Back to the Basics
By Caroline Fazzio, Individual Placement Program
Although fall has officially begun, it was just a few weeks ago when the Minnesota State Fair was in full swing. Alongside the other shows, the Department of Natural Resources took the stage, setting up a multitude of different exhibits within the central DNR building. Featured among them was the invasive species station complete with educational materials, free tattoos, and some sweet swag bags. While working the invasive species exhibit and fielding questions, it occurred to me that I often take it for granted that everyone else knows all about invasive species, but this is simply not the case. Therefore, we’re taking it back to the basics of aquatic invasives—what are they, why do we care, and what can we do?
What are they? – Defining “invasive species” can be difficult, as scientists have debated for years about what terminology is best used to describe these species. Typically something is called “invasive” when it is non-native and a nuisance, but there are non-natives that never become nuisances and there are natives that can be pests. The State of Minnesota defines an invasive species as a non-native species that causes economic, environmental, or human harm; or threatens natural resources in the state.
In Minnesota, many people are concerned with aquatic invasives that can harm lakes. The most well-known of which are: curly-leaf pondweed, Eurasian watermilfoil, starry stonewort, and zebra mussels.
Why do we care? – In invasive species work, the question always arises, “why do we care?” Opposition arguments include “these species will inevitably arrive in new places, so why waste time and money?”; “birds and animals spread species more than humans, so why should we be concerned?”; and my personal favorite, “the planet is already doomed, so why bother?”.
In an attempt to tackle these thesis-long topics in a paragraph, I will simply say this—First, many of these species have been around for thousands of years; if their arrival here is inevitable, they likely would have come already. Second, the movement of invasive species around the globe has accelerated alongside the global movement of humans. Even in Minnesota, infested lakes tend to be those most heavily recreated by humans. So while the birds and the bats may play some role in transporting species, humans are the primary culprits (if you don’t believe me, look up scientific literature on the subject—google scholar “pathways of spread of invasive species”). Third, there are no change-bringers among doomsayers, so instead let’s work together to make positive change.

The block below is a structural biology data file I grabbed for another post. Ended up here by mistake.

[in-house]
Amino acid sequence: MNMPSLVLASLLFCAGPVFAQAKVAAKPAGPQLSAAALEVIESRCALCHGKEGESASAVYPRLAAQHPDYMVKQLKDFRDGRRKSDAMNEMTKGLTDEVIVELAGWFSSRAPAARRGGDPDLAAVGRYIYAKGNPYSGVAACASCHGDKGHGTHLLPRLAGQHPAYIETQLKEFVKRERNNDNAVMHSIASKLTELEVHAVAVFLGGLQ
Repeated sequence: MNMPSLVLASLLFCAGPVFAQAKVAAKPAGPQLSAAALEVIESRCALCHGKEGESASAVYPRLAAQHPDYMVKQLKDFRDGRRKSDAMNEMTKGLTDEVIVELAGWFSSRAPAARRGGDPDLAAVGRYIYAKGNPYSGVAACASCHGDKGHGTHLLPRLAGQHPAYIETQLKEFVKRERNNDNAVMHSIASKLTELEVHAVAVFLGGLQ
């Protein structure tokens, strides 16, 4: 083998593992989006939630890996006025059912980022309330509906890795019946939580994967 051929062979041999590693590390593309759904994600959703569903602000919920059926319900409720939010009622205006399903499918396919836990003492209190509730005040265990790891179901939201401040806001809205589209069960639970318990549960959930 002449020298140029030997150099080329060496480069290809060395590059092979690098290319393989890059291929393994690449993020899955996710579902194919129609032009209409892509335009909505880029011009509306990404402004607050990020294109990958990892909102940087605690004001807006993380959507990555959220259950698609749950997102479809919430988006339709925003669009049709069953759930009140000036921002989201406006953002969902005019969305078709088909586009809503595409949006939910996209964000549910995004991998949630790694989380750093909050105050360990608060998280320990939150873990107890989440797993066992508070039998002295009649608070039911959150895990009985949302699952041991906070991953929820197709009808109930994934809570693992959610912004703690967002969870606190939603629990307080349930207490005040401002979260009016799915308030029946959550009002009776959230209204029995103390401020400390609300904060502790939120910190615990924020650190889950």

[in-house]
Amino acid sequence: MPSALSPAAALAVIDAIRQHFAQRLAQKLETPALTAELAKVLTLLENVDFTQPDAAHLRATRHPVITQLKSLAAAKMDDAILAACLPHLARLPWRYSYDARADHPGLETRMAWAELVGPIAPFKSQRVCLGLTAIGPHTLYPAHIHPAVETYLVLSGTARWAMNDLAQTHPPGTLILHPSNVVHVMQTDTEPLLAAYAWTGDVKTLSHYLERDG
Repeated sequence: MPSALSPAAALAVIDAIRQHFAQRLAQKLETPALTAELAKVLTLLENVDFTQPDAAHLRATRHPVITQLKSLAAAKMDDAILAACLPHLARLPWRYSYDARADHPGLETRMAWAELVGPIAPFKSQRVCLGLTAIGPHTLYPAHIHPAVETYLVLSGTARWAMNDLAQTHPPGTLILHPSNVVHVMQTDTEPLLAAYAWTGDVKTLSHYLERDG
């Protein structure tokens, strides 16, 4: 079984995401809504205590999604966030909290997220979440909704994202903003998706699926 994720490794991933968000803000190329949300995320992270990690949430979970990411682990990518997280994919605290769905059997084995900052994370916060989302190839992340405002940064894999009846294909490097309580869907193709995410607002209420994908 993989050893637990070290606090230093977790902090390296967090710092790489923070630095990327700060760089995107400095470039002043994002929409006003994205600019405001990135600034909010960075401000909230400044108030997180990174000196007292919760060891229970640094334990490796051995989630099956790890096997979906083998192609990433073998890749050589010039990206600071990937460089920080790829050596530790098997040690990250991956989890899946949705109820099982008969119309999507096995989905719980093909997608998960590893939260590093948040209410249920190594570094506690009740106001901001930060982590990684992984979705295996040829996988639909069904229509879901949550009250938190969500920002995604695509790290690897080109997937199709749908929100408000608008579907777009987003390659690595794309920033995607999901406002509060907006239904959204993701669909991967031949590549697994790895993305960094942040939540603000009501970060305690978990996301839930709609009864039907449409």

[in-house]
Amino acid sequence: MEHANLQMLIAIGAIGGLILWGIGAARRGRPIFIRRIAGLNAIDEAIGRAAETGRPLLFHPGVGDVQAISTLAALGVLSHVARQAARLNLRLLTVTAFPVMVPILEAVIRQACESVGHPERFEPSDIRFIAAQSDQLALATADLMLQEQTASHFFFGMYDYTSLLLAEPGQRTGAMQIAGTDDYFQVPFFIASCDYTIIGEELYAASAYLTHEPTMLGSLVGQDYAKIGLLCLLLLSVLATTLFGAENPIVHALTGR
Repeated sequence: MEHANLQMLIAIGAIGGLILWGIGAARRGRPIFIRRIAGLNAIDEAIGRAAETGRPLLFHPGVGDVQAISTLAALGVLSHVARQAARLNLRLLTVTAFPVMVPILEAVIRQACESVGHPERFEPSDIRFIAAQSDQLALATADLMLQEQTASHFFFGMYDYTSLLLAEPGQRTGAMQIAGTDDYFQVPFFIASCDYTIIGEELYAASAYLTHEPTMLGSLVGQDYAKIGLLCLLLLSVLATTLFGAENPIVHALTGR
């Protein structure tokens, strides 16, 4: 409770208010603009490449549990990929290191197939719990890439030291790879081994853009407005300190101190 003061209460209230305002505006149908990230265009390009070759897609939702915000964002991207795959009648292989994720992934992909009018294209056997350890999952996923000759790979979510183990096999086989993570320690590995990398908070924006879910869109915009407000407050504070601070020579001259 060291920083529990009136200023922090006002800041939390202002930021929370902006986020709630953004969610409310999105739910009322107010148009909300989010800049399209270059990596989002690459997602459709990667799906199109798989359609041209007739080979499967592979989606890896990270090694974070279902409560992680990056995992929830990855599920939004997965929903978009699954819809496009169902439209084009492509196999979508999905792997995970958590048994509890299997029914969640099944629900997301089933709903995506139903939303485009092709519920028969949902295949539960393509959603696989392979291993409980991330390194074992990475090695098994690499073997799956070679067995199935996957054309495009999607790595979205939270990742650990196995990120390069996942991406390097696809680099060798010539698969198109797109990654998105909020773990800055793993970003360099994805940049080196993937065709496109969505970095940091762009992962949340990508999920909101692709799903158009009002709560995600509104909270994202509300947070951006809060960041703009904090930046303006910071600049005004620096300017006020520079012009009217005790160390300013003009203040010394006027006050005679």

What can we do? –This oft-cited question permeates through many environmentally-concerned fields. There is rarely a definitive answer, but I will keep mine simple.
It seems obvious, but just imagine you’re loading your boat after a day in the lake. It’s hot and all you want is to go home and collapse on the couch in the air conditioning. How likely are you to remember to check your boat thoroughly for strands of plants before leaving? Being aware enough of invasive species to remember this simple task can go a long way to preventing their spread. Completely eradicating an invasive species from an ecosystem is nearly impossible. Therefore, preventing the spread of invasive species is the best form of control. It’s something everyone, including you, can do. So let’s take a couple minutes out of our day to clean our outdoor gear and be mindful of the impact we have on this earth. The path to any change begins with a single step.
*All photos courtesy of the MN Department of Natural Resources